Thailand’s NRSA approves amazingly Draconian social media policy

Image credit: Juergen Faelchle /

Thailand’s National Reform Steering Assembly (NRSA) has almost unanimously (144 to 1) approved a report on recommendations to control social media that comes right out of an Orwellian dystopia and makes the most oppressive regimes look like amateurs.

The most extreme measures include zoning of phones and SIM cards so that anyone straying from conflict areas will have their devices deactivated, and state-sponsored doxxing of social media users in the event of a dispute. Meanwhile, all overseas media companies will have to register themselves and pay taxes.

The NRSA, formerly the National Reform Council, is a body that was demanded by the (pseudo)Democrat party mob that ousted Yingluck Shinawatra’s government in 2014, which led to the current military junta taking control. Its recommendations do not automatically become law, but will be taken up by the National Legislative Assembly, the Cabinet of Ministers and the National Council for Peace and Order (as the junta likes to call itself).

Key recommendations of the so-called “Plan to Control Online Media to Reduce Social Conflict” report and context are as follows:

  • Biometrics will be required for SIM cards. Fingerprint data, facial data and ID card data will have to be gathered before a SIM card is issued. Such a measure will make people think twice doing something online. The current NBTC biometric registration in the south will be expanded nationwide.
  • Zoning will be incorporated in conflict areas such as the deep south. SIM cards, IMEIs and MSISDNs will all have to be registered. Any device straying from its designated area will trigger off an alert, and the device/SIM will be deactivated until the user reports to authorities. The report says this will help public safety.
  • A central government database of all phone users and a register of all IMEI numbers will be set up, as opposed to the current system in which the data lies with the operators. The task of running this database will be given to the NBTC. The NRSA paper says that the central database will be used to solve crimes, and will be available instantly to officers empowered under the Computer Crime Act.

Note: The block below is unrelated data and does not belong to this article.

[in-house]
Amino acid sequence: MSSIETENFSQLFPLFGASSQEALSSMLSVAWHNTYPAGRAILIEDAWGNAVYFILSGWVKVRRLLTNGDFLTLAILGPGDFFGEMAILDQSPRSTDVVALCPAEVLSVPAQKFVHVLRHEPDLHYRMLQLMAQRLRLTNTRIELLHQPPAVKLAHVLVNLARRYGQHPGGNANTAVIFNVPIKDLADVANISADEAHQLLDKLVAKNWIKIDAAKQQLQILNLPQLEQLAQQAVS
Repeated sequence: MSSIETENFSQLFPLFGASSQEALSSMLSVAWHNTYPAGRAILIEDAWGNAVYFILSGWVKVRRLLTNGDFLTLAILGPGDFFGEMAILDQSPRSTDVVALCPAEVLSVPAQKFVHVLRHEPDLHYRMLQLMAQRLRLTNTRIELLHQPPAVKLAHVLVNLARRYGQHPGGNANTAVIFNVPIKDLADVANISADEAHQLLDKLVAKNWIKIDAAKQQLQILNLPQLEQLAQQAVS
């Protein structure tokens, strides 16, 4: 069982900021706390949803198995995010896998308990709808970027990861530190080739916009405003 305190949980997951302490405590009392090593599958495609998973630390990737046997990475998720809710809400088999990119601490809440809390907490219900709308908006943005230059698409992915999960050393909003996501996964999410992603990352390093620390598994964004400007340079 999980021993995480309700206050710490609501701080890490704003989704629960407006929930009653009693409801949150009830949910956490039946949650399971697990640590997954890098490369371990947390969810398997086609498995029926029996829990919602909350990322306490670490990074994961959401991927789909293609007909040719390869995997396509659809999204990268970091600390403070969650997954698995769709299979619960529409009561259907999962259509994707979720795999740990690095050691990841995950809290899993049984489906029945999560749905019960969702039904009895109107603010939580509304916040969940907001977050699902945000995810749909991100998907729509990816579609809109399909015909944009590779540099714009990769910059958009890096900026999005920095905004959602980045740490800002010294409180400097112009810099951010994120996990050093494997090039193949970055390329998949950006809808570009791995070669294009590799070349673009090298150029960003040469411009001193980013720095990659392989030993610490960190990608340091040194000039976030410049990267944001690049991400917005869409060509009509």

• The number of SIM cards that an individual can register will be restricted to a reasonable amount.
  • All SIM cards will have to be registered under the new rules in an appropriate timescale.
  • Names and phone numbers will be made available to the public under certain rules. If people cannot hide behind an anonymous number, the report says, they will be less likely to commit a crime online. Personal information of all social media users may also be made public for the same reasons. The NBTC will also run this database. Anyone can get the name and telephone number(s) of a person by writing to the NBTC with proof that abuse has happened.
  • The report recommends that the Thai government set up its own social media network. Registration will require biometric ID cards. This will cut down on crime and help keep money within the country. The current inability to tax Facebook and YouTube was given as a key reason why a domestic social network is needed. It also ensures that Thailand has a social media network that complies with all laws.
  • All foreign news organizations, as well as CDN and caching servers, will have to register themselves with the NBTC. Foreign news organizations operating in Thailand will be taxed. Logs will be kept for law enforcement purposes. The NBTC and Digital Economy Ministry will be in charge of getting overseas operators to register.
  • The report calls for a social media monitoring center to be set up. Facial recognition, web crawlers and data analytics will be combined into one system to sift information from Facebook and CCTV feeds so that anonymous people in social media can be identified. The monitoring center will be overseen by the commander of the Police Technology Crime Suppression Division.
  • The Ministry of Culture will train Buddhist, Islamic and other religious clerics the do’s and don’ts of good online behavior, and have them train users on how to behave online.

The full report (in Thai) can be downloaded from the parliament website here.

Be the first to comment

What do you think?

This site uses Akismet to reduce spam. Learn how your comment data is processed.